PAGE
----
The article is here.

Friday, November 25, 2016

A New Spin on the Quantum Brain

By Jennifer Ouellette
Quanta Magazine
November 2, 2016

The mere mention of “quantum consciousness” makes most physicists cringe, as the phrase seems to evoke the vague, insipid musings of a New Age guru. But if a new hypothesis proves to be correct, quantum effects might indeed play some role in human cognition. Matthew Fisher, a physicist at the University of California, Santa Barbara, raised eyebrows late last year when he published a paper in Annals of Physics proposing that the nuclear spins of phosphorus atoms could serve as rudimentary “qubits” in the brain — which would essentially enable the brain to function like a quantum computer.

As recently as 10 years ago, Fisher’s hypothesis would have been dismissed by many as nonsense. Physicists have been burned by this sort of thing before, most notably in 1989, when Roger Penrose proposed that mysterious protein structures called “microtubules” played a role in human consciousness by exploiting quantum effects. Few researchers believe such a hypothesis plausible. Patricia Churchland, a neurophilosopher at the University of California, San Diego, memorably opined that one might as well invoke “pixie dust in the synapses” to explain human cognition.

The article is here.

Thursday, November 24, 2016

Middle School Suicides Reach An All-Time High

Elissa Nadworny
Originally posted November 4, 2016

There's a perception that children don't kill themselves, but that's just not true. A new report shows that, for the first time, suicide rates for U.S. middle school students have surpassed the rate of death by car crashes.

The suicide rate among youngsters ages 10 to 14 has been steadily rising, and doubled in the U.S. from 2007 to 2014, according to the Centers for Disease Control and Prevention. In 2014, 425 young people 10 to 14 years of age died by suicide.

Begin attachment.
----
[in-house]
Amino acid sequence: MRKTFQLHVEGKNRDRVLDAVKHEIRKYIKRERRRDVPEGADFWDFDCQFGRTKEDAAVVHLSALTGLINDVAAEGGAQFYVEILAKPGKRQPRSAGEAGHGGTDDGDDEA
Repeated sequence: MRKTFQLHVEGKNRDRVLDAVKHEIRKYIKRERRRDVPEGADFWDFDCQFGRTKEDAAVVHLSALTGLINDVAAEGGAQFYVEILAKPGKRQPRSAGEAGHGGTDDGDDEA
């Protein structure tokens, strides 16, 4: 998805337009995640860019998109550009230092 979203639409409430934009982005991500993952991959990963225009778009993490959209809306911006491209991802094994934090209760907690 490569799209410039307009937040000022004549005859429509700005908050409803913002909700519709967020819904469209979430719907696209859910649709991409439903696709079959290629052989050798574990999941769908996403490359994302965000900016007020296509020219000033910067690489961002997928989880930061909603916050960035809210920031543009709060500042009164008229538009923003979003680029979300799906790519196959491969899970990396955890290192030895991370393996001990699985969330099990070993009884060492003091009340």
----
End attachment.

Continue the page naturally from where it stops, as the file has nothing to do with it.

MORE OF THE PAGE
The article and the video are here.

National Suicide Hotline: 1-800-273-8255

Wednesday, November 23, 2016

Increase in US Suicide Rates and the Critical Decline in Psychiatric Beds

Tarun Bastiampillai, Steven S. Sharfstein, & Stephen Allison
JAMA. Published online November 3, 2016

The closure of most US public mental hospital beds and the reduction in acute general psychiatric beds over recent decades have led to a crisis, as overall inpatient capacity has not kept pace with the needs of patients with psychiatric disorders. Currently, state-funded psychiatric beds are almost entirely forensic (ie, allocated to people within the criminal justice system who have been charged or convicted). Very limited access to nonforensic psychiatric inpatient care is contributing to the risks of violence, incarceration, homelessness, premature mortality, and suicide among patients with psychiatric disorders. In particular, a safe minimum number of psychiatric beds is required to respond to suicide risk given the well-established and unchanging prevalence of mental illness, relapse rates, treatment resistance, nonadherence with treatment, and presentations after acute social crisis. Very limited access to inpatient care is likely a contributing factor for the increasing US suicide rate. In 2014, suicide was the second-leading cause of death for people aged between 10 and 34 years and the tenth-leading cause of death for all age groups, with firearm trauma being the leading method.

Currently, the United States has a relatively low 22 psychiatric beds per 100 000 population compared with the Organisation for Economic Cooperation and Development (OECD) average of 71 beds per 100 000 population. Only 4 of the 35 OECD countries (Italy, Chile, Turkey, and Mexico) have fewer psychiatric beds per 100 000 population than the United States. Although European health systems are very different from the US health system, they provide a useful comparison. For instance, Germany, Switzerland, and France have 127, 91, and 87 psychiatric beds per 100 000 population, respectively.

The article is here.